Category: Professional Posters
Purpose: To encourage student pharmacists and residents to be involved in advocacy, and to describe the process of drafting, introducing and promoting legislation to enhance pharmacists’ scope of practice to include prescriptive authority for tobacco cessation products.
Methods: Nine states in which pharmacists can currently prescribe tobacco cessation products were identified through the National Alliance of State Pharmacy Associations (NASPA). The statutes and regulations from these states identified were compiled and analyzed by a student pharmacist selected to serve as the Legislative Student Liaison for the Rhode Island Pharmacists Association. Exemplar parts of each state’s regulations were adapted and cobbled together to form a cohesive draft of a bill for introduction in the Rhode Island General Assembly. Each segment of the bill was selected based on the utility and prospective fit for the patient population of Rhode Island. States with exemplar laws upon which the majority of the RI bill was drafted included Colorado, Idaho and Arizona. A Representative and Senator to sponsor the bill were selected based on previous collaborations with RIPA and their Policy Analyst worked with the Legislative Team to finalize the bill language for introduction.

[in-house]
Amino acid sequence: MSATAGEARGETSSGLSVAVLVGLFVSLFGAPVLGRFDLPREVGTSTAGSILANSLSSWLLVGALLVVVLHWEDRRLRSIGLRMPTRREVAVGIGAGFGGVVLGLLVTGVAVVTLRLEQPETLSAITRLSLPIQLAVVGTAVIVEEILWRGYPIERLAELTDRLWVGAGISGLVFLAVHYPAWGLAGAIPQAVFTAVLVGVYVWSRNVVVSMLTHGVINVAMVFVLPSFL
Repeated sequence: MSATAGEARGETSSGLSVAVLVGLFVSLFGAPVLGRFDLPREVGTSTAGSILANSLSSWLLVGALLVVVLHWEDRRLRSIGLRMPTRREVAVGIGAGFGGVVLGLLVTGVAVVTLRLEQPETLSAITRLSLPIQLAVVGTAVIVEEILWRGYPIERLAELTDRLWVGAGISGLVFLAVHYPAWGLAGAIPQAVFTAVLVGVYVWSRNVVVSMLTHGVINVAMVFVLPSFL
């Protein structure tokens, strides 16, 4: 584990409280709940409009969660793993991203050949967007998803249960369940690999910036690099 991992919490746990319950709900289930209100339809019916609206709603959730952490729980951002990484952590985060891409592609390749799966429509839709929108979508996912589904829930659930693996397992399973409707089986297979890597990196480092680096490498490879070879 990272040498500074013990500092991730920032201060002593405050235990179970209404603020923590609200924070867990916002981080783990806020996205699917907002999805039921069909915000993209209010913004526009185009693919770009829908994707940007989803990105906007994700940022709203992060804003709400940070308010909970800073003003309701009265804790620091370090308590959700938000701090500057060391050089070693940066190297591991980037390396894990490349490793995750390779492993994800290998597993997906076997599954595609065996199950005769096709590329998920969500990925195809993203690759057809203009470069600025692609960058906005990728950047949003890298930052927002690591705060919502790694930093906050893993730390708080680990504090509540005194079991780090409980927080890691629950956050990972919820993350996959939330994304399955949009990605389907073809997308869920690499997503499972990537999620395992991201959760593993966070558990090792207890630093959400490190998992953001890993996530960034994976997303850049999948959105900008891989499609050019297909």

Results: House Bill 5558 and Senate Bill 0306 were introduced into the House Committee on Health, Education and Welfare and the Senate Committee on Health and Human Services in February of 2019. They were both subsequently scheduled for hearing in front of the committees in March of 2019 and recommended to be held for further study. Student pharmacists, practicing pharmacists, insurers, chain pharmacy lobbyists and members of the public attended the hearings and testified on behalf of the bills. The Rhode Island Medical Society signed in as opposed the legislation. Currently the bills are being tracked for consideration by the committees and potential referral to the House and Senate for full vote.
Conclusion: Student pharmacists, residents and pharmacists can effectively collaborate with state pharmacy associations and local elected officials to draft and introduce legislation that will enhance public access to tobacco cessation therapy through pharmacist prescriptive authority.